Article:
According to recent ABI Research report, over 2 million farms and 36 million cattle will be connected via the Internet of Things (IoT) by 2024.
The report, entitled ‘Agriculture’s Digital Transformation – AgTech and Farming application analysis’, unveils the opportunity for IoT within the agricultural market, specifically connected agriculture in field crops, tree crops, and livestock.
For field and tree crops, the primary driver for the introduction of connectivity and the IoT is not only to irrigate sufficiently, but also to limit excess water application for usage efficiency and to align with government regulation.
For livestock, it’s about collecting data relating to the health of animals, including birthing activities, as well as their whereabouts. Across all agriculture sectors, the benefits are improved yields, a higher quality product, and greater insight for farmers to more efficiently manage their operations.
“Hi-tech systems involving drones are sometimes referenced when discussing the future of farming, but a drone’s primary function is to provide high-level aerial imagery, including strategic analysis of large areas to provide analytics on indices like chlorophyll content,” explained Harriet Sumnall, Research Analyst at ABI Research. “While this is useful, it is time-consuming and can lack granular information. Ground-based sensor systems are more insightful and cost-effective for focusing solely on monitoring soil under the crops and animal behaviour. This is exactly the information farmers need to map out their plan of action to secure the optimum yield.”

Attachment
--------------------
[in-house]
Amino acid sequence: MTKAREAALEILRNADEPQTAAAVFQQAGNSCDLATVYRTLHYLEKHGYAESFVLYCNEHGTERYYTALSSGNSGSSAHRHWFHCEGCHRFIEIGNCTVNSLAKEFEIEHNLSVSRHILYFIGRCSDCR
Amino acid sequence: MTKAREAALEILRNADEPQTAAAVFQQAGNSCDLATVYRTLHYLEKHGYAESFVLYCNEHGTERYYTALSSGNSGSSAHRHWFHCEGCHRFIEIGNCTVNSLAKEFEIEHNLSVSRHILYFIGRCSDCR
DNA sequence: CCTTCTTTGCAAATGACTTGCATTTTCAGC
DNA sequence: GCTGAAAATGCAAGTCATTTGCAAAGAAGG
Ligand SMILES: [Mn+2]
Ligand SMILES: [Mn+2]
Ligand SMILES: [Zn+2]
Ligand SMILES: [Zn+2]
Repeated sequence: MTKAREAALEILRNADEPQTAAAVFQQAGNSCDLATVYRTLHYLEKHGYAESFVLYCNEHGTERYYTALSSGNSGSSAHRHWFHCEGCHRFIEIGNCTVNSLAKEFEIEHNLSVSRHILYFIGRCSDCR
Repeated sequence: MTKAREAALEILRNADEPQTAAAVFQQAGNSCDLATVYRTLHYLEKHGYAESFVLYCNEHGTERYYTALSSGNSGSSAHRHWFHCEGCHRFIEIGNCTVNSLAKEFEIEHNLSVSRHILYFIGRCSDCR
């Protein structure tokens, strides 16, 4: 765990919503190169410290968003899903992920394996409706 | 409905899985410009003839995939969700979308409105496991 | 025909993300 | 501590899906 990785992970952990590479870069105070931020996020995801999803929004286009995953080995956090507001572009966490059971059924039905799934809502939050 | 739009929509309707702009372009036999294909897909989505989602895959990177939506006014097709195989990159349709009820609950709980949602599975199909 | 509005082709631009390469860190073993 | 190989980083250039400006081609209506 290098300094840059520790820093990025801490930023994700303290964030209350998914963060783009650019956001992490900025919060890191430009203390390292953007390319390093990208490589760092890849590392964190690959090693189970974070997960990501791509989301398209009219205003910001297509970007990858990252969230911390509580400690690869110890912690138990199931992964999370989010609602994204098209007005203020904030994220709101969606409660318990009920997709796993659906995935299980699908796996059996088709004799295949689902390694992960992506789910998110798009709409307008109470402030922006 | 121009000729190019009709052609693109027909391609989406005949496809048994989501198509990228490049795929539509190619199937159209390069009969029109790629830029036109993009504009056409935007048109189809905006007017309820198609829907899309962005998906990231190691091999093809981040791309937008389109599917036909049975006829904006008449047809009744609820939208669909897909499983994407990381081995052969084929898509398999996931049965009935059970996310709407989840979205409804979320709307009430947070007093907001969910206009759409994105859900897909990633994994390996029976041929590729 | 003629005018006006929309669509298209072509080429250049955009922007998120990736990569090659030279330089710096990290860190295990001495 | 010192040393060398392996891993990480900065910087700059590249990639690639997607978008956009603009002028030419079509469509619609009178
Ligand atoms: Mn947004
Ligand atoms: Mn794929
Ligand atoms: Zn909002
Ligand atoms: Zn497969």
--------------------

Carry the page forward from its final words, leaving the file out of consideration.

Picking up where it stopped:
The technologies that will power IoT in connected agriculture will heavily rely on gateways and low-power wide-area products. LoRa is increasing finding preference in supplier solutions, particularly for sensor-to-node connections. The cost of connected agriculture system depends upon the number of sensors, with vendor pricing strategies ranging from a single upfront fee and an inclusive subscription to a data-management platform, to a zero upfront cost but a data subscription-only model.
Sumnall concluded: “The reasons for adopting IoT in agriculture are universal – cost reduction, improved productivity, and better profit margins. But the specific prompts in terms of readiness to adopt can be more pragmatic and localised. In general, there is a lack of education among farmers about the benefits of connected agriculture.”